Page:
Uncle Ben’s rice announces it’s ‘evolving’ its brand

Another food brand is breaking racial stereotypes by undergoing an overhaul of their whole packaging. 

Following the example of Aunt Jemima and Uncle Ben’s who announced plans to rebrand their products in the wake of renewed calls for racial equality, Mrs. Butterworth’s is about to adjust its packaging too. The new imagery is supposed to ‘depict images of a loving grandmother’.

Image credits: Mrs.Butterworth’s

On June 17, Mrs. Butterworth’s confirmed it has begun a ‘complete brand and packaging review’, Mail Online reveals.

An official statement made by their parent company, Conagra Brands, reads:

“The Mrs. Butterworth’s brand, including its syrup packaging, is intended to evoke the images of a loving grandmother. We stand in solidarity with our Black and Brown communities and we can see that our packaging may be interpreted in a way that is wholly inconsistent with our values.”

Furthermore, the company explains they understand the significant role their packaging can play in ‘eliminating racial bias’. The statement continues:

“It’s heartbreaking and unacceptable that racism and racial injustices exist around the world. We will be part of the solution. Let’s work together to progress toward change.”

What’s more, Uncle Ben’s has announced it’s ‘evolving’ its brand in response to concerns about racial stereotyping. 

Image credits: Facebook

This came only hours after Quaker Foods revealed it was scrapping the Aunt Jemima’s name.

On Wednesday, parent company Mars, Inc revealed they were making these changes in order to help ‘to put an end to racial bias and injustices’. Uncle Ben’s packaging has long featured a black rice farmer as its logo.

In a statement, the spokeswoman Caroline Sherman said:

“As we listen to the voices of consumers, especially in the Black community, and to the voices of our Associates worldwide, we recognize that one way we can do this is by evolving the Uncle Ben’s brand, including its visual brand identity.”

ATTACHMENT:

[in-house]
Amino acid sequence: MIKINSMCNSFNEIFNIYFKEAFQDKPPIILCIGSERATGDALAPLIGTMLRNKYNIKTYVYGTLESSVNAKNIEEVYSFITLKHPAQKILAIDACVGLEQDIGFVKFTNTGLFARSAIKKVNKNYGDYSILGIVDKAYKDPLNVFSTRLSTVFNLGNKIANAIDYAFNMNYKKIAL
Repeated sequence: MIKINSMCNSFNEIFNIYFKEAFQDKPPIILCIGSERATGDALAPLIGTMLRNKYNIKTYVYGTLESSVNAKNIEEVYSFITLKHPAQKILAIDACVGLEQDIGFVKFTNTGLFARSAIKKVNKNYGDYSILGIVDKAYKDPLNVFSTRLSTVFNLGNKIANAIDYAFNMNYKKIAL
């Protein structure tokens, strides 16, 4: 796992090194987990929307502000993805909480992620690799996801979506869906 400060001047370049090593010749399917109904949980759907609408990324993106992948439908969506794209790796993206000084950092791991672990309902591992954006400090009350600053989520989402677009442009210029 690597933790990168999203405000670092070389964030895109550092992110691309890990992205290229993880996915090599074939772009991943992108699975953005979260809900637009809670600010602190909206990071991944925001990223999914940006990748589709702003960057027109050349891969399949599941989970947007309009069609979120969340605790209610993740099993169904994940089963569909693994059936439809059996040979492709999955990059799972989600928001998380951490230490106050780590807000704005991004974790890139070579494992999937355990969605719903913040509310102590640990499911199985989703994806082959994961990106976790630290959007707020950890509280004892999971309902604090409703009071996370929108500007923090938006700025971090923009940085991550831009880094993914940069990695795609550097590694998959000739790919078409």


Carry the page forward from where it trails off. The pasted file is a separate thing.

Both Aunt Jemima and Uncle Ben’s have long been slammed for their racist origins. As PR Museum explains, the terms ‘aunt’ and ‘uncle’ refer to how white southerners addressed older black people or African American slaves because they refused to give them courtesy titles such as ‘miss’ or ‘mister’.

Image credits: EPA

Quaker Foods announced it would remove the name and logo after recognizing the branding ‘origins are based on a racial stereotype’.

Earlier on Wednesday, chief marketing officer Kristin Kroepfl stated in a press release:

“As we work to make progress toward racial equality through several initiatives, we also must take a hard look at our portfolio of brands and ensure they reflect our values and meet our consumers’ expectations.”

The company said it’s overhauled pancake mix and syrup will hit shelves by the fourth quarter of 2020. The new name will be announced at a later date.

A number of companies and brands have considered rebranding their products to encourage racial equality after George Floyd’s death at the end of May.

Many social media users and celebrities have praised the new branding solutions.

Moreover, popular faces such as Tamar Braxton and astrophysicist Neil deGrasse Tyson have also expressed their admiration for the new ideas.

What’s more, singer and songwriter Kirby powerfully expressed her opinion on Aunt Jemima’s symbolism and origins. She posted a video of herself explaining the racist roots of the pancake brand. In the video, Kirby asks:

“Did you know that the name Aunt Jemima means slave mammy of the plantation south?”

The singer then dumps the pancake mix into the sink while proclaiming:

“Not today. Black Lives Matter, people. Even over breakfast.”

Image credits: Bettmann Archive

Although Quaker assured they are about to redesign the packaging, they did not reveal any details about what the new branding will look like.

Additionally, on Tuesday, PepsiCo also announced a set of initiatives worth more than $400 million over five years to support black communities and boost black representation at PepsiCo.

In an official message, the company’s CEO states:

“So today, I am announcing the next step in PepsiCo’s journey for racial equality: a more than $400 million set of initiatives over five years to lift up Black communities and increase Black representation at PepsiCo. These initiatives comprise a holistic effort for PepsiCo to walk the talk of a leading corporation and help address the need for systemic change.”

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